Matthew is originally from Savannah, Georgia and currently studying Theatre and Performance Studies. Besides playing video games, Matthew also enjoys acting, writing, and reading Spiderman comics. His favorite games are RPGs, especially The Elder Scrolls and Fallout series, and aspires to perform in film or television.
Herald is a delight to play. It has a cast of complex, interesting, and incredibly voiced characters, beautifully captivating art design, and a fresh and fun story that will leave you wanting more.
The Frostrune stands out from its competitors among Point-and-Click and puzzles games by masterfully connecting its gameplay, art design, sound, and story to craft a beautiful and satisfying experience.
Linelight is fresh, inventive, and offers a deceivingly simple premise with incredibly engaging and satisfying gameplay; it is a crowning achievement in the puzzle genre, proving that simplicity, when used correctly, can create an unforgettably unique gaming experience.
A wonderfully insightful story with fleshed out characters and captivating dilemmas, not to mention a great soundtrack that accompanies it, A Normal Lost Phone is the kind of experience that inspires you to get back into the world with a renewed sense of compassion toward all those who live in it. At $2.99 on Steam, some would argue that makes it worth it.
Overall, 3D Chess has some cool ideas and nice visuals, but the lack of audio, online compatibility, and difficulty settings prevent it from standing out and making it a chess game to return to, over and over again. I give 3D Chess a 6 out of 10.
Ghostlords is a highly polished game with simple yet addictive gameplay, an original premise, and great replayability. Its art and sound design also do wonderfully in supporting the atmosphere, which helps it stand out amongst others.
A great game and a must-have for any fan of the Mega Man series who wants to try something new. It does have its hiccups, mainly its story and lack of customization, but with its graphics, sound, and gameplay, it’s clear that the developers put their hearts into it.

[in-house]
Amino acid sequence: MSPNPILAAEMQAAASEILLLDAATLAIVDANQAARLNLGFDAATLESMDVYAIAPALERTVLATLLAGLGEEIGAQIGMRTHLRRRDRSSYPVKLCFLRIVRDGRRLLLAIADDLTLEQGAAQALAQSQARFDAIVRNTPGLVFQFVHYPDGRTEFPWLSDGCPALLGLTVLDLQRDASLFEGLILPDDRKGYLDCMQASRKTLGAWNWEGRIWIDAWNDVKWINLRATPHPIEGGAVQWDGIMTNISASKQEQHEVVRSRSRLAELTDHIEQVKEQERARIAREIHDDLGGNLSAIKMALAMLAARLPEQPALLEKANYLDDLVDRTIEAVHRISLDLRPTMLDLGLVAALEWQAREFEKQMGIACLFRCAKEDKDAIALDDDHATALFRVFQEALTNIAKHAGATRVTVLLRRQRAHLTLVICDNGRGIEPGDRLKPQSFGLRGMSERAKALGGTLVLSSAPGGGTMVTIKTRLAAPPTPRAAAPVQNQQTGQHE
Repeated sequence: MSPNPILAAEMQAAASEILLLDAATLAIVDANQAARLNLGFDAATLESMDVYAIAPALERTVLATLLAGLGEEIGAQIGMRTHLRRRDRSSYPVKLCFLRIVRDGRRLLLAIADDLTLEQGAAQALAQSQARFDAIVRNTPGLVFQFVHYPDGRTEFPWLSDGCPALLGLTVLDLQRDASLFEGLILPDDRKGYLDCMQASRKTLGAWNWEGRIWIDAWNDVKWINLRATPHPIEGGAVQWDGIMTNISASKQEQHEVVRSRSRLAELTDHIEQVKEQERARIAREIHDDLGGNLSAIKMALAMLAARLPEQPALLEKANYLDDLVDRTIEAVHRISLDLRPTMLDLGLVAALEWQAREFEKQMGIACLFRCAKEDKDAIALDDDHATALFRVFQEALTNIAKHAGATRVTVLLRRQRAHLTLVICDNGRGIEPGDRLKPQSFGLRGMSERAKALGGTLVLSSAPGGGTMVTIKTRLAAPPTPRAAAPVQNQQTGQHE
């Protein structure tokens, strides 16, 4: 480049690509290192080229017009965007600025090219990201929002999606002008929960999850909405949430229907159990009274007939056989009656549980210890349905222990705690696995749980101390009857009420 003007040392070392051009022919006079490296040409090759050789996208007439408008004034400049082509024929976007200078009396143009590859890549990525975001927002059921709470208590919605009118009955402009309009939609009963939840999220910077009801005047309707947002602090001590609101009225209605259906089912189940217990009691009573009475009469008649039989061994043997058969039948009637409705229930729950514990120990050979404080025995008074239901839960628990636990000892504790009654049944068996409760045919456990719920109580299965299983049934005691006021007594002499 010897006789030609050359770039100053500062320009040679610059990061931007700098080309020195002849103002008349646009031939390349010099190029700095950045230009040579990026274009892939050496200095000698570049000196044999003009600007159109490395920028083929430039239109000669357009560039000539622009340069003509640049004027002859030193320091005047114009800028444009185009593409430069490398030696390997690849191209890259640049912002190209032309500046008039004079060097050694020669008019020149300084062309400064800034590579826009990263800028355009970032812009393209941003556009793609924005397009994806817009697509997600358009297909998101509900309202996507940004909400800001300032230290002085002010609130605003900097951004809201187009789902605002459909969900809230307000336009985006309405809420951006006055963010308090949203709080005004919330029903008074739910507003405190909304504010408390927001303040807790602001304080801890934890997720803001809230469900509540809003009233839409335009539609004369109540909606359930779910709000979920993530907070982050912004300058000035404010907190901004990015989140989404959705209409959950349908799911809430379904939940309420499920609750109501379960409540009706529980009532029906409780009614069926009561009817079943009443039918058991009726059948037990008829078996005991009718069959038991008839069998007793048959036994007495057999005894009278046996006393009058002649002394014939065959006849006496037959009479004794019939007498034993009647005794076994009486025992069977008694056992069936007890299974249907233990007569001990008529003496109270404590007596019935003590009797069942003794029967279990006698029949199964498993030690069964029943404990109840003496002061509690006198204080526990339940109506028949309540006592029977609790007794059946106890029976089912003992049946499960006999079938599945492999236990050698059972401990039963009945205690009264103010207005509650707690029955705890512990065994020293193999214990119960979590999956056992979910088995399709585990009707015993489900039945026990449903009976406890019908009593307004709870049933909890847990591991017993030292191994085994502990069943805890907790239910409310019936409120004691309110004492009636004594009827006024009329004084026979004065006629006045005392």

I had no little expectations when I first started playing Dreambreak. The screenshots looked interesting and I’m a sucker for point and click based titles, especially ones that seem to have new takes on the genre, so I just had to try it out. What I got was a pleasant little surprise of a gem.
Why is this exactly? Are players just aquaphobic? No, that’d be ridiculous.
A successful sequel (or prequel in this case) in a series is supposed to address its predecessor’s issues and fix them, and although I’m happy that Moonstone Tavern is a functional game, the evidence shows that it has many of the same issues as the previous title in the series.
It’s fair to say that one of the most appealing aspects of video games is having a choice. Unlike films or books, which have a linear progression, many successful video games give the player the option to take different pathways during the story, allowing players to play however they want, within limits of course. Other games have dialogue options, which don’t usually change the story’s progression, but do give you a sense of developing your character the way you want to. Unfortunately, most modern games do little to be innovative as far as players’ choices go, and this could not be clearer than in a game’s morality system.